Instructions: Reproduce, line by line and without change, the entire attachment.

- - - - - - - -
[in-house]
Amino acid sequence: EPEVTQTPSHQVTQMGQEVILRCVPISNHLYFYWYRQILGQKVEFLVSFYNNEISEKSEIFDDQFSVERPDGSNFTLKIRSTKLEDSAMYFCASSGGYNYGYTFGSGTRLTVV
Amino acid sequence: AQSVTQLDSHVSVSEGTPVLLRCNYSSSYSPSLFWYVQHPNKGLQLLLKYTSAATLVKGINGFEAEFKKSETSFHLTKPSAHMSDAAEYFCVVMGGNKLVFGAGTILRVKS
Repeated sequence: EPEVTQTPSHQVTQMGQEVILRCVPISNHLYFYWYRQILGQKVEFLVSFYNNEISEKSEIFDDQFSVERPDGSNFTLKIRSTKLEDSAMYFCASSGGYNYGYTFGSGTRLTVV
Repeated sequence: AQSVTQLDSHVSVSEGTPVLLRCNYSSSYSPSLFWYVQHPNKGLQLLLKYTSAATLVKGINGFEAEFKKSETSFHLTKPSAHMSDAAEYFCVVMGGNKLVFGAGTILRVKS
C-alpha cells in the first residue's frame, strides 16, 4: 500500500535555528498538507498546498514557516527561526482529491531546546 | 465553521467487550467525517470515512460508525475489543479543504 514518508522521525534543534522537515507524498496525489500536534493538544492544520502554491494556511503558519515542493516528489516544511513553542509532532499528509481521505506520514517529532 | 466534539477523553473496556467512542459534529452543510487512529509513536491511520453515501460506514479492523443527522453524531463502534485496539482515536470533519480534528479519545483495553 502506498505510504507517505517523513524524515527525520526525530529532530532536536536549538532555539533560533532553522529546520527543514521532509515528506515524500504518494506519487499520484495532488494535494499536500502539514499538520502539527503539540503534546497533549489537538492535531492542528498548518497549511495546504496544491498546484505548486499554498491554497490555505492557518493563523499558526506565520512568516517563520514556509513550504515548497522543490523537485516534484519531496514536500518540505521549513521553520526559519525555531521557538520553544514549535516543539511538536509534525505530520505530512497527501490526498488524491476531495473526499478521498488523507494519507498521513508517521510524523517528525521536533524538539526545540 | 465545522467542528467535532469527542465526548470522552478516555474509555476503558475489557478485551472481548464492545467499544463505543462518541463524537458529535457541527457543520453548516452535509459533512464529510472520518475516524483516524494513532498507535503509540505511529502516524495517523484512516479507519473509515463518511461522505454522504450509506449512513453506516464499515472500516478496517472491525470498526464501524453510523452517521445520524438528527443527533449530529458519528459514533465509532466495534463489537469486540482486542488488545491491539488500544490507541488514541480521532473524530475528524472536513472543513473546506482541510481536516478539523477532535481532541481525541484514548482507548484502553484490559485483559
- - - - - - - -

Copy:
[in-house]
Amino acid sequence: EPEVTQTPSHQVTQMGQEVILRCVPISNHLYFYWYRQILGQKVEFLVSFYNNEISEKSEIFDDQFSVERPDGSNFTLKIRSTKLEDSAMYFCASSGGYNYGYTFGSGTRLTVV
Amino acid sequence: AQSVTQLDSHVSVSEGTPVLLRCNYSSSYSPSLFWYVQHPNKGLQLLLKYTSAATLVKGINGFEAEFKKSETSFHLTKPSAHMSDAAEYFCVVMGGNKLVFGAGTILRVKS
Repeated sequence: EPEVTQTPSHQVTQMGQEVILRCVPISNHLYFYWYRQILGQKVEFLVSFYNNEISEKSEIFDDQFSVERPDGSNFTLKIRSTKLEDSAMYFCASSGGYNYGYTFGSGTRLTVV
Repeated sequence: AQSVTQLDSHVSVSEGTPVLLRCNYSSSYSPSLFWYVQHPNKGLQLLLKYTSAATLVKGINGFEAEFKKSETSFHLTKPSAHMSDAAEYFCVVMGGNKLVFGAGTILRVKS
C-alpha cells in the first residue's frame, strides 16, 4: 500500500535555528498538507498546498514557516527561526482529491531546546 | 465553521467487550467525517470515512460508525475489543479543504 514518508522521525534543534522537515507524498496525489500536534493538544492544520502554491494556511503558519515542493516528489516544511513553542509532532499528509481521505506520514517529532 | 466534539477523553473496556467512542459534529452543510487512529509513536491511520453515501460506514479492523443527522453524531463502534485496539482515536470533519480534528479519545483495553 502506498505510504507517505517523513524524515527525520526525530529532530532536536536549538532555539533560533532553522529546520527543514521532509515528506515524500504518494506519487499520484495532488494535494499536500502539514499538520502539527503539540503534546497533549489537538492535531492542528498548518497549511495546504496544491498546484505548486499554498491554497490555505492557518493563523499558526506565520512568516517563520514556509513550504515548497522543490523537485516534484519531496514536500518540505521549513521553520526559519525555531521557538520553544514549535516543539511538536509534525505530520505530512497527501490526498488524491476531495473526499478521498488523507494519507498521513508517521510524523517528525521536533524538539526545540 | 465545522467542528467535532469527542465526548470522552478516555474509555476503558475489557478485551472481548464492545467499544463505543462518541463524537458529535457541527457543520453548516452535509459533512464529510472520518475516524483516524494513532498507535503509540505511529502516524495517523484512516479507519473509515463518511461522505454522504450509506449512513453506516464499515472500516478496517472491525470498526464501524453510523452517521445520524438528527443527533449530529458519528459514533465509532466495534463489537469486540482486542488488545491491539488500544490507541488514541480521532473524530475528524472536513472543513473546506482541510481536516478539523477532535481532541481525541484514548482507548484502553484490559485483559